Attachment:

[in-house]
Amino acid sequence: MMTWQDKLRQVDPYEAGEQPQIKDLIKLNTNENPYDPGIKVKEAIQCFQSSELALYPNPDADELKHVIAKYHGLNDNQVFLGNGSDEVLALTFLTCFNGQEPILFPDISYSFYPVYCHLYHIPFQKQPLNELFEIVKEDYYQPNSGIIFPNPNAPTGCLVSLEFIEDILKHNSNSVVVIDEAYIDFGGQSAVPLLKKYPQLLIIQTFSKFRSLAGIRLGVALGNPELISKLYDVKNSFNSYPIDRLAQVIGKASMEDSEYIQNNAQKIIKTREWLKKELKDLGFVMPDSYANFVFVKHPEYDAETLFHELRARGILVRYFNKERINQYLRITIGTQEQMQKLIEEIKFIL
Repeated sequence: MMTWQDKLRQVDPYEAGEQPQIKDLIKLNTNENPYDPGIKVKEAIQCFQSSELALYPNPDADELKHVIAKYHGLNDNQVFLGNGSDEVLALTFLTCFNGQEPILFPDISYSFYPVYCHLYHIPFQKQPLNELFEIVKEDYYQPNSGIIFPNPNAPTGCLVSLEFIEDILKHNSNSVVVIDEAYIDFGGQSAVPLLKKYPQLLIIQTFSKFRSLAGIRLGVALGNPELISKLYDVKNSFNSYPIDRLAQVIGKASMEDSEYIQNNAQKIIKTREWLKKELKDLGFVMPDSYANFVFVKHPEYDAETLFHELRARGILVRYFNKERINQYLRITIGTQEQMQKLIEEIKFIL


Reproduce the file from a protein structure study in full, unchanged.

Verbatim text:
[in-house]
Amino acid sequence: MMTWQDKLRQVDPYEAGEQPQIKDLIKLNTNENPYDPGIKVKEAIQCFQSSELALYPNPDADELKHVIAKYHGLNDNQVFLGNGSDEVLALTFLTCFNGQEPILFPDISYSFYPVYCHLYHIPFQKQPLNELFEIVKEDYYQPNSGIIFPNPNAPTGCLVSLEFIEDILKHNSNSVVVIDEAYIDFGGQSAVPLLKKYPQLLIIQTFSKFRSLAGIRLGVALGNPELISKLYDVKNSFNSYPIDRLAQVIGKASMEDSEYIQNNAQKIIKTREWLKKELKDLGFVMPDSYANFVFVKHPEYDAETLFHELRARGILVRYFNKERINQYLRITIGTQEQMQKLIEEIKFIL
Repeated sequence: MMTWQDKLRQVDPYEAGEQPQIKDLIKLNTNENPYDPGIKVKEAIQCFQSSELALYPNPDADELKHVIAKYHGLNDNQVFLGNGSDEVLALTFLTCFNGQEPILFPDISYSFYPVYCHLYHIPFQKQPLNELFEIVKEDYYQPNSGIIFPNPNAPTGCLVSLEFIEDILKHNSNSVVVIDEAYIDFGGQSAVPLLKKYPQLLIIQTFSKFRSLAGIRLGVALGNPELISKLYDVKNSFNSYPIDRLAQVIGKASMEDSEYIQNNAQKIIKTREWLKKELKDLGFVMPDSYANFVFVKHPEYDAETLFHELRARGILVRYFNKERINQYLRITIGTQEQMQKLIEEIKFIL